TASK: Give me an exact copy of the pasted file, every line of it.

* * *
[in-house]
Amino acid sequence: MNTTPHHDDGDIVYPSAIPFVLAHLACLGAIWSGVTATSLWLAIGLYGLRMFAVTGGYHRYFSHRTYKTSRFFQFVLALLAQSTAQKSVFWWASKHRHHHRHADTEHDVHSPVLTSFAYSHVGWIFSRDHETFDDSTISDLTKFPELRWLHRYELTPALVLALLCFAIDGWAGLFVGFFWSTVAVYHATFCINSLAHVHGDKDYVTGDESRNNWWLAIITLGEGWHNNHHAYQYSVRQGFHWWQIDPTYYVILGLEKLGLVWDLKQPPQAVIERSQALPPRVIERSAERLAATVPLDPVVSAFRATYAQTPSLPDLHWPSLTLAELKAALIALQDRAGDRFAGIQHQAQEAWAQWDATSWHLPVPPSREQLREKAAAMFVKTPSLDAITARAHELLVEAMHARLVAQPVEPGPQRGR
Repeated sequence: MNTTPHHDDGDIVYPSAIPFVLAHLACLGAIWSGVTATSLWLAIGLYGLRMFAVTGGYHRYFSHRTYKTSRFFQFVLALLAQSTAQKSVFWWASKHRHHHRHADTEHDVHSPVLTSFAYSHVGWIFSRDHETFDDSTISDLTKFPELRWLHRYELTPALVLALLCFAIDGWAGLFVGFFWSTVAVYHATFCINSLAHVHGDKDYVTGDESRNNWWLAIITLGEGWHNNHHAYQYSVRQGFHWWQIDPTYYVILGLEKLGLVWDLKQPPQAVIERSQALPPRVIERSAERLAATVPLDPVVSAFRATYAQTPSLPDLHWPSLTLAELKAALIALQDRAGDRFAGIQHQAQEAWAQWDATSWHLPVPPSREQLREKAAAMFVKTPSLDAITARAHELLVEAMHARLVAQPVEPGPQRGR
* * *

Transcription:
[in-house]
Amino acid sequence: MNTTPHHDDGDIVYPSAIPFVLAHLACLGAIWSGVTATSLWLAIGLYGLRMFAVTGGYHRYFSHRTYKTSRFFQFVLALLAQSTAQKSVFWWASKHRHHHRHADTEHDVHSPVLTSFAYSHVGWIFSRDHETFDDSTISDLTKFPELRWLHRYELTPALVLALLCFAIDGWAGLFVGFFWSTVAVYHATFCINSLAHVHGDKDYVTGDESRNNWWLAIITLGEGWHNNHHAYQYSVRQGFHWWQIDPTYYVILGLEKLGLVWDLKQPPQAVIERSQALPPRVIERSAERLAATVPLDPVVSAFRATYAQTPSLPDLHWPSLTLAELKAALIALQDRAGDRFAGIQHQAQEAWAQWDATSWHLPVPPSREQLREKAAAMFVKTPSLDAITARAHELLVEAMHARLVAQPVEPGPQRGR
Repeated sequence: MNTTPHHDDGDIVYPSAIPFVLAHLACLGAIWSGVTATSLWLAIGLYGLRMFAVTGGYHRYFSHRTYKTSRFFQFVLALLAQSTAQKSVFWWASKHRHHHRHADTEHDVHSPVLTSFAYSHVGWIFSRDHETFDDSTISDLTKFPELRWLHRYELTPALVLALLCFAIDGWAGLFVGFFWSTVAVYHATFCINSLAHVHGDKDYVTGDESRNNWWLAIITLGEGWHNNHHAYQYSVRQGFHWWQIDPTYYVILGLEKLGLVWDLKQPPQAVIERSQALPPRVIERSAERLAATVPLDPVVSAFRATYAQTPSLPDLHWPSLTLAELKAALIALQDRAGDRFAGIQHQAQEAWAQWDATSWHLPVPPSREQLREKAAAMFVKTPSLDAITARAHELLVEAMHARLVAQPVEPGPQRGR